These two questions – did you make Torah part of your daily actions and did you concern yourself with improving the world for future generations? – are the essence of this day of Yom Kippur and of our lives, I believe. I passed a church in town some months ago and saw on their signboard a mantra I’d like to share with you, with some editing:  You are the only Torah many people will ever read. Let me say that again:  You are the only Torah many people will ever read. Imagine that your life depends upon your ability to live the words of our tradition, that our prayers on this holiest day of the year are not mere lip service, but rather a call for us to put into action the words we’ve recited tonight and that we’ll speak tomorrow. You are the only Torah many people will ever read.

Some of us see ourselves as more religious than others. Some see ourselves as less religious. Some come to synagogue for ritual and holidays. Others come for community and camaraderie. Some are turned off by organized religion. Some of us know that we’re not all that organized. But wherever you find yourself on your Jewish journey, you are a vessel of living Torah, an opportunity to be God’s presence in the world, to turn what you know into action, to repair the world for generations to come.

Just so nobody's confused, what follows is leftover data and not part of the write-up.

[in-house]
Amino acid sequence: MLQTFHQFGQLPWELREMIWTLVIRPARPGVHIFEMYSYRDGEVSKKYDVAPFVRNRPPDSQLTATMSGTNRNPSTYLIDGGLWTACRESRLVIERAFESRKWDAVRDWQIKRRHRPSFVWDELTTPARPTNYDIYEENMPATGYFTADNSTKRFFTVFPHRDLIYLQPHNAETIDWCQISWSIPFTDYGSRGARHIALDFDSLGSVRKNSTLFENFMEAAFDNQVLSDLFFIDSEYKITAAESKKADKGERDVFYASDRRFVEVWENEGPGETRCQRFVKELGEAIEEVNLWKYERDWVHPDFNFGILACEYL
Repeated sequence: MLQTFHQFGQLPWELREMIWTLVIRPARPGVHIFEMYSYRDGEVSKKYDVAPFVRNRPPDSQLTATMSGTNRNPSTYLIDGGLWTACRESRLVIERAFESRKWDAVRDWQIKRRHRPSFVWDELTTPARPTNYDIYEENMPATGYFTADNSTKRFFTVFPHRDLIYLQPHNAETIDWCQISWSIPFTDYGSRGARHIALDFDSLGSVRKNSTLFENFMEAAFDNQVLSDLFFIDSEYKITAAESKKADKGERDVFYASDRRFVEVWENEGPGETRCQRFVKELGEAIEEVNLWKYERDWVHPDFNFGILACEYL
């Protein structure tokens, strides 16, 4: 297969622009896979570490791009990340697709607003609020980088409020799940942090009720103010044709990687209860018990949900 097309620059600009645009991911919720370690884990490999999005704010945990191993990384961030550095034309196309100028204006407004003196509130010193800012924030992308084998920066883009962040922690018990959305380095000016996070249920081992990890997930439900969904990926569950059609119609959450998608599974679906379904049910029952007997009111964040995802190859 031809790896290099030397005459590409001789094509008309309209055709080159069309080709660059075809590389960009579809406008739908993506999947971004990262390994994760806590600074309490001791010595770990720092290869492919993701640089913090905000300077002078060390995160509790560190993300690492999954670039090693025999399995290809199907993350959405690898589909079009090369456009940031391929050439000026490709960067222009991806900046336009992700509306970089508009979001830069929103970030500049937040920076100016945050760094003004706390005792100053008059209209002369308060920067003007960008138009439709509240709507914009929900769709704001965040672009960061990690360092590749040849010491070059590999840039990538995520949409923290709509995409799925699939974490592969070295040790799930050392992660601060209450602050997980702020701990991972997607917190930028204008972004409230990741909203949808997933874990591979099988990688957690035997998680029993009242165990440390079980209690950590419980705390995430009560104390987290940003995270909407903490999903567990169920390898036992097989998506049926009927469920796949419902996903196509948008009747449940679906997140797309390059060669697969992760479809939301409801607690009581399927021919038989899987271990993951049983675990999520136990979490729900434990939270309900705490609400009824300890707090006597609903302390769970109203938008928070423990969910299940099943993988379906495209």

I’ve contemplated in the months and weeks leading up to this day what I ought to say and what I ought not say from this bimah. Some of my rabbinic heroes, like Rabbi Arnold Jacob Wolf of blessed memory, didn’t shy away from the controversial, the challenging, even the political from the bimah. This year, especially, many of my colleagues have been more deliberate in talking politics from the pulpit. While I’ve often advocated for radical social justice from this pulpit, never have I called out politicians or, perhaps, even particular policies. But the year that has passed since we last gathered for the High Holy Days has been a year unlike any other in my lifetime. The great rabbis of the last century spoke out against the war in Vietnam, fought for civil rights, and opposed the forces of their age who sought to unravel the fabric of our society and our world.